Construction of the District's new $38-million municipal office building has been stalled by a minister's refusal to vacate his storefront church on the site. The delay could add thousands of dollars to the final price, according to city officials and the firm clearing the site.

Bishop Edward H. Moore's refusal to move from his Life Church of Good Hope in the 2000 block of 14th Street NW could cost the city as much as $2,000 a day by late next week, according to the president of the firm preparing the building site on the northwest corner of 14th and U streets NW.

Last Friday a D.C. Landlord-Tenant Court judge postponed until March 1 action on the city's request to have the court evict Moore from the small, one-story building his church has occupied since 1980.

"I'm not naive enough to believe that the D.C. government will let me stand in the way of that building's construction," Moore said last week. "But they're going to have to find me another church if they want me to leave."

Moore, 53, pastor of the 25-member congregation and bishop of the United Fellowship of Churches, Inc., a coalition of some 30 storefront churches around the District, said the Fellowship leased the 14th Street building from the city in 1977.

This is not the first time that Moore, who founded the Life Church of Good Hope 13 years ago, has been displaced by a District development project. At its original location on New York Avenue NW, Moore's church boasted a congregation of more than 200 members before it was forced from that location in February 1980 to make way for construction of the Convention Center, Moore said.

After three months in a building in the 2900 block of 14th Street NW, Moore moved the church to the United Fellowship's building it now occupies. That structure was later acquired by the city's Redevelopment Land Agency for the municipal building.

"The moves that I've been forced to make have reduced my church's membership to just a fraction of what it once was," said Moore. Drug trafficking and prostitution in the neighborhood also have driven away members, he added.

Madeline C. Petty, acting director of the city's Housing and Community Development Department, which is overseeing the site preparation, declined to comment on Moore's refusal to leave his church. But Richard Coward, a department spokesman, said DHCD has been trying for more than a month to force out Moore.

The United Fellowship of Churches, headed by Moore, rents the church building on a "temporary, month-to-month basis" and was given 30 days to vacate, said Coward. He said he did not know when the notice was mailed, but "it was contemplated that he would be off the lot well before now," Coward added.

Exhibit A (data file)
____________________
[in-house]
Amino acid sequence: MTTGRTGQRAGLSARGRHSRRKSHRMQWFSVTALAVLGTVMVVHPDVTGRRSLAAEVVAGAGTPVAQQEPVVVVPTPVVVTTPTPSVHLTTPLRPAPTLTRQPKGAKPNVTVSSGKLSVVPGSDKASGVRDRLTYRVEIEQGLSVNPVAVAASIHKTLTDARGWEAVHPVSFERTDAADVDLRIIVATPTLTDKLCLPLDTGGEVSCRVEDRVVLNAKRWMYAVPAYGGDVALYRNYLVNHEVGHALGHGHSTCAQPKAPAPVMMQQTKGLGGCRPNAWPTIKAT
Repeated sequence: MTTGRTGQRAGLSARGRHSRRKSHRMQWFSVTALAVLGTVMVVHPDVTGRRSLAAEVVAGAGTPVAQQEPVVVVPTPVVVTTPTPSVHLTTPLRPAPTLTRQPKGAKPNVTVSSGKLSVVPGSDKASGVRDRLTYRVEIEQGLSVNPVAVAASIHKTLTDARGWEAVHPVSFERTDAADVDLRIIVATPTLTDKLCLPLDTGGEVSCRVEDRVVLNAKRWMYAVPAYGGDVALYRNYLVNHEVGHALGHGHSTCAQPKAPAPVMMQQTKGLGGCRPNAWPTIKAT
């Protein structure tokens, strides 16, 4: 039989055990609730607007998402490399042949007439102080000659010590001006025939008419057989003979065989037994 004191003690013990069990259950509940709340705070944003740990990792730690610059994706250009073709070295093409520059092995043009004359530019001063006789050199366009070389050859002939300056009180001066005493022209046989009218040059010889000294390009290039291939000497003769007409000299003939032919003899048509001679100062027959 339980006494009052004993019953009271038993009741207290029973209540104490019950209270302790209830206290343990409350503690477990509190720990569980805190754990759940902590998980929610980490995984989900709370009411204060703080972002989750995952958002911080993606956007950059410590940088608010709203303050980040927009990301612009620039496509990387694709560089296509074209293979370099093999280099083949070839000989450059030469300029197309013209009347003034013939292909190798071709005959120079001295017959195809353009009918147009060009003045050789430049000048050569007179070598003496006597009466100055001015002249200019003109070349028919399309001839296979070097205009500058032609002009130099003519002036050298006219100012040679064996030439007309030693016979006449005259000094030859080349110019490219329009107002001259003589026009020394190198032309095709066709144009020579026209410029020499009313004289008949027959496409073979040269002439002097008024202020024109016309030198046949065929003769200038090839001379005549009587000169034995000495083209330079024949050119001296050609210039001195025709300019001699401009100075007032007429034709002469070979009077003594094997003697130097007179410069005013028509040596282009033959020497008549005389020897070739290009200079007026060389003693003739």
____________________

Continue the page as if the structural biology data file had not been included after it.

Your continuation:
While the United Fellowship is the legal tenant, the Life Church of Good Hope "has been the de facto tenant," Moore said. "That is now the home for our church," he said. Moore said he has not received an eviction notice from the city.

Vesharn N. Scales, president of Minority Truckers Inc., the firm that has a $900,000 contract with the city to demolish the buildings and excavate the 498,000-square-foot tract, said the church's refusal to leave has delayed the demolition by at least two weeks.

"We've definitely been held up by it," said Scales. "Right now it's a big inconvenience, but if we don't tear that (the church building) down within one week, it will end up being a big cost." Scales, whose company started demolishing the buildings in the first week of January, said his overhead and equipment costs will rise as the delay continues.

"We should have 30 trucks in here taking out dirt, instead of the 10 you see here now," Scales said as he surveyed the muddy construction site earlier this week. He said his crews were forced to clear rubble by hand from around Moore's church to avoid damaging it.

"In situations like this, delays can end up costing us--or the city--a couple of grand a day, easily," Scales said.

On Monday, rubble was piled close to the walls of the church, a simple structure with iron bars on its windows and gold lettering and a cross near its front door on 14th Street.

Moore, meanwhile, remained adamant about his church's decision not to leave. "We're only asking that we be allowed to stay and help the poor, the needy and the sick in our community," Moore said.

"When the city evicts tenants, it has to give them the same rights as if they owned the property ," said Moore, the grandson of a Baptist preacher, who holds a graduate divinity degree from the University of South Florida in Tampa. "Don't think for a minute that this is going to end with the landlord-tenant court.

"We'll go as high as we have to to ensure that the church still has a home."